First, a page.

The company’s founder and managing partner, Chan-jo Jun, tweeted a “save the date” marker earlier this month – saying that Twitter will have to answer for its failure to act on reports of hate speech during the public hearing where he said he would apply for a platform-wide injunction.
Under German law, many things qualify as illegal hate speech — sharing Nazi symbols or denying the Holocaust, for example — because it has some of the strictest anti-hate speech laws in the Western world.
So it’s clear that if Musk is looking to apply a purely American-centric flavor of free speech everywhere on Twitter – and/or simply doesn’t have enough staff working on content moderation and enough resources to respond to reports of illegal content – this puts it on a direct collision course with German law for beginners.
The NetzDG law came into force in Germany in 2017 – and was further strengthened in mid-2020, when the German parliament agreed to impose a reporting obligation on platforms that obliges them to report certain types of “criminal content”. in the Federal Criminal Court. Police station.
While a new reform of the law last year focused on strengthening users’ rights by increasing transparency on platforms – requiring tech companies to hand over details of takedowns to researchers, among other things. changes.
Although NetzDG has been in effect for several years in Germany, it has remained a subject of controversy – with critics claiming that its existence has a chilling effect on free speech online by encouraging social media companies to reduce their risks and to block social media users. contents.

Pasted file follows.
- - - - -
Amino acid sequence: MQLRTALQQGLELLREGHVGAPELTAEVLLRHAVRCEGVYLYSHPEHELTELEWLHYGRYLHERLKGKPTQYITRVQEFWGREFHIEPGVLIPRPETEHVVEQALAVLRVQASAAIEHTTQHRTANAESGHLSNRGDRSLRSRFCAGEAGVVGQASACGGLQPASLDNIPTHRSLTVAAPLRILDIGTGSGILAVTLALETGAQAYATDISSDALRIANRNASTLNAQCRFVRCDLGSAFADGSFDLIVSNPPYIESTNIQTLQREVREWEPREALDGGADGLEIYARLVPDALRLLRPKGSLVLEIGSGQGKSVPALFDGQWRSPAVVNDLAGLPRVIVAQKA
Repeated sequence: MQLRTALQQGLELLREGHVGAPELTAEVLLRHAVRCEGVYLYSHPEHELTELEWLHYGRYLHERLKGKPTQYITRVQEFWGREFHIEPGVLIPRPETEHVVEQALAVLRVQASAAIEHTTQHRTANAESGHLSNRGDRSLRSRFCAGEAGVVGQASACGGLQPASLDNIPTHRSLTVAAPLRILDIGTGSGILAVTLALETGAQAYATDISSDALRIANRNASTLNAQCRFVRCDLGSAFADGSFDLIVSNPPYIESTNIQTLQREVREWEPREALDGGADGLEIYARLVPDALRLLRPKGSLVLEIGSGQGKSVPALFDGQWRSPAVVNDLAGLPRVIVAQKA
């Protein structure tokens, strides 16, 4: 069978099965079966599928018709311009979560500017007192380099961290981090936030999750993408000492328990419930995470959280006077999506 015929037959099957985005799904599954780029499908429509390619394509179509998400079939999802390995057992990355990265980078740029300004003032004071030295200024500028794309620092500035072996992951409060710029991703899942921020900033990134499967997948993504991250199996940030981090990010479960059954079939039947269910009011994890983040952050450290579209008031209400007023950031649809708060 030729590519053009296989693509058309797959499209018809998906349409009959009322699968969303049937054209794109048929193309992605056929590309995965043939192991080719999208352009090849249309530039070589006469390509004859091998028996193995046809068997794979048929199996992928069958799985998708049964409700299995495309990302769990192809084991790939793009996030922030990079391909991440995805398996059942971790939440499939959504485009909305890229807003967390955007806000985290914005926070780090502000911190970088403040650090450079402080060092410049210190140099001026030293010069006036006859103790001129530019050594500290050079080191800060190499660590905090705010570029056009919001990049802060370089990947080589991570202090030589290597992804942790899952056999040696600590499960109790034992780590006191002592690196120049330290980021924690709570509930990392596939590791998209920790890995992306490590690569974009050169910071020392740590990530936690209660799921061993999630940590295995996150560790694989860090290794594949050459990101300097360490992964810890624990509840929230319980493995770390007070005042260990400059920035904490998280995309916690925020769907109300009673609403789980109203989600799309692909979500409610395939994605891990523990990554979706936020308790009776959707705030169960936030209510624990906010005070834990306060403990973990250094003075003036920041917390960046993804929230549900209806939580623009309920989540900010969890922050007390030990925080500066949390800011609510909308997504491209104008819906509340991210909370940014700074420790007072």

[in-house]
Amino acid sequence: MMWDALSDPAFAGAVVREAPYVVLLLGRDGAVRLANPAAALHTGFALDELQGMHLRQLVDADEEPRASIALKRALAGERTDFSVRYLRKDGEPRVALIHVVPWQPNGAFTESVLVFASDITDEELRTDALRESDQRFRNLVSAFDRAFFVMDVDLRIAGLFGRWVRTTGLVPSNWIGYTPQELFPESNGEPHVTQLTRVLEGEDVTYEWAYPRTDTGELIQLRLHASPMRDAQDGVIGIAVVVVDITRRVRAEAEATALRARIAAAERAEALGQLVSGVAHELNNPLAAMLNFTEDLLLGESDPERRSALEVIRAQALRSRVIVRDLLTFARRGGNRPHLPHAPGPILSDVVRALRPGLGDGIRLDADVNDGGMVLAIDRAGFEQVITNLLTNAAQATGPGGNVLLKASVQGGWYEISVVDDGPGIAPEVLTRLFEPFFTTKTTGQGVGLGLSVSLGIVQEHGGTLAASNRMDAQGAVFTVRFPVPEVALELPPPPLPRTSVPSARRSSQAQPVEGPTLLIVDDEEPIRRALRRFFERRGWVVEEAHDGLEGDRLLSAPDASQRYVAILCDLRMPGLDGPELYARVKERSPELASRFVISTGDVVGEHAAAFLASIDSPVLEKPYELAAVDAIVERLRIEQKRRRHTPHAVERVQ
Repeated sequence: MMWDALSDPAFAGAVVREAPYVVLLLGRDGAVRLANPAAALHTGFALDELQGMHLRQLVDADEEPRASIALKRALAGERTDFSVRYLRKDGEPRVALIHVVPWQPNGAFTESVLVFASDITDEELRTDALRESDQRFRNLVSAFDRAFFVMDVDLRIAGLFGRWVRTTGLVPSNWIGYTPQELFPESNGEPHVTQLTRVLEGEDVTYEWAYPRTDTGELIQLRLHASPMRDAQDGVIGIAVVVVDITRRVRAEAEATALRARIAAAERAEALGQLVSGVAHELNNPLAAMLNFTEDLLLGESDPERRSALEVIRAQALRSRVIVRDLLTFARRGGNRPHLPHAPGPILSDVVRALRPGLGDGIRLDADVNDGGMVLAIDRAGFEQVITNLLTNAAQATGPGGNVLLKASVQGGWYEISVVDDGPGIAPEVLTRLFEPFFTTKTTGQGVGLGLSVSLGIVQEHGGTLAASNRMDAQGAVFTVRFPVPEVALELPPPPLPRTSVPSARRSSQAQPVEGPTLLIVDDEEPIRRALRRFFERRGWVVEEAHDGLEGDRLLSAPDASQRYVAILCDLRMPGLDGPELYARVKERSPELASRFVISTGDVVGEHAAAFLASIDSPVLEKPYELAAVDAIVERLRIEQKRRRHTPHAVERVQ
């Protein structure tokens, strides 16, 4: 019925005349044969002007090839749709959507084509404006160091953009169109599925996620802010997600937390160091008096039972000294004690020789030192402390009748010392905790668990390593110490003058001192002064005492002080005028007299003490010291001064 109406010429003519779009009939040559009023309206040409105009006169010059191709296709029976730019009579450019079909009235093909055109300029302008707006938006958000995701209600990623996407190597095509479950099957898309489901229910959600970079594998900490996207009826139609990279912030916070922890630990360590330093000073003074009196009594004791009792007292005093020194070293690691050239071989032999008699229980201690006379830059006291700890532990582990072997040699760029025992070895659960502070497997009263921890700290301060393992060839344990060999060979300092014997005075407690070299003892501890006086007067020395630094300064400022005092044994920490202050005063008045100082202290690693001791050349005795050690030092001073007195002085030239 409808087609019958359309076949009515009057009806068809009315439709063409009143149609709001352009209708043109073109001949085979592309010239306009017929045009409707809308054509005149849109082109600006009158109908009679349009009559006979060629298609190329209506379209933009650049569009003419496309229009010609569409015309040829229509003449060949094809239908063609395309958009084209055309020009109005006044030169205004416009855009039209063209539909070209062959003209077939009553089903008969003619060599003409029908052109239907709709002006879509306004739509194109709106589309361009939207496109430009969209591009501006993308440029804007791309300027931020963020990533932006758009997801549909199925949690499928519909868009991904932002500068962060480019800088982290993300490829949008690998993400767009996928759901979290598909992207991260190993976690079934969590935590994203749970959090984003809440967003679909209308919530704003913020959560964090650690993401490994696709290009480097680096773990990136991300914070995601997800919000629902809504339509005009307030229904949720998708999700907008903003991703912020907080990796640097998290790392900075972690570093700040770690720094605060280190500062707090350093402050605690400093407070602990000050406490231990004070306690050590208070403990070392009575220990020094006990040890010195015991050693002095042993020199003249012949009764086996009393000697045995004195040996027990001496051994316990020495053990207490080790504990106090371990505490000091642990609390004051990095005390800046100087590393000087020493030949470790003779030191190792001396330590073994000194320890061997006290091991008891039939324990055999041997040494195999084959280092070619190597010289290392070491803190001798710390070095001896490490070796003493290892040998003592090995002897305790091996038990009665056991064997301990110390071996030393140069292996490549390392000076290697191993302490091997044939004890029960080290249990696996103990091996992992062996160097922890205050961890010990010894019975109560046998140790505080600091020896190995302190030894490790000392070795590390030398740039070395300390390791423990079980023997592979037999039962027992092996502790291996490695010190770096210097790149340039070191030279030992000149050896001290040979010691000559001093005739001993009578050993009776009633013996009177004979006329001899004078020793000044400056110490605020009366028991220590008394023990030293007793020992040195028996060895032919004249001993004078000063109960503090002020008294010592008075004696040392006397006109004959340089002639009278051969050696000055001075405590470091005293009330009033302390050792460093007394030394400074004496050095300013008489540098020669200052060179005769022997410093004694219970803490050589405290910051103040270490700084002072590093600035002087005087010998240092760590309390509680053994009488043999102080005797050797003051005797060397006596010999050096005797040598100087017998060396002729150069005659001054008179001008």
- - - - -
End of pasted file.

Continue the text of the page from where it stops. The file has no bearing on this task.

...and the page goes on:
At the same time, for years the joke tied to content moderation on Twitter for users of the platform in markets outside of Germany wanting a quick escape from the online hate that has flourished on Twitter in the in previous years, before Musk – when his earlier leadership allowed a toxic flowering of American white supremacist and neo-Nazi discourse via a lackluster and inconsistent application of claimed community standards – was to change their location to Germany in the settings and get purged all that toxic speech since Twitter at least complied with German hate speech rules.
So it would be rather ironic now that German law is the main (only?) legal tool available to blame Musk for dismantling Twitter’s content moderation standards at this time. (A pan-European Digital Services Act, also focused on regulating illegal content takedowns, will not come into force until February next year at the earliest).
It’s a big “if” though. Because a pressing question for international regulators is whether Musk will pay close attention to compliance with speech laws, or any laws, outside the United States (Similarly, concern is growing in the United States). United over Musk-Twitter’s compliance with the FTC’s consent decree – leading to a “punched across the arc” statement earlier this month by the US regulator.)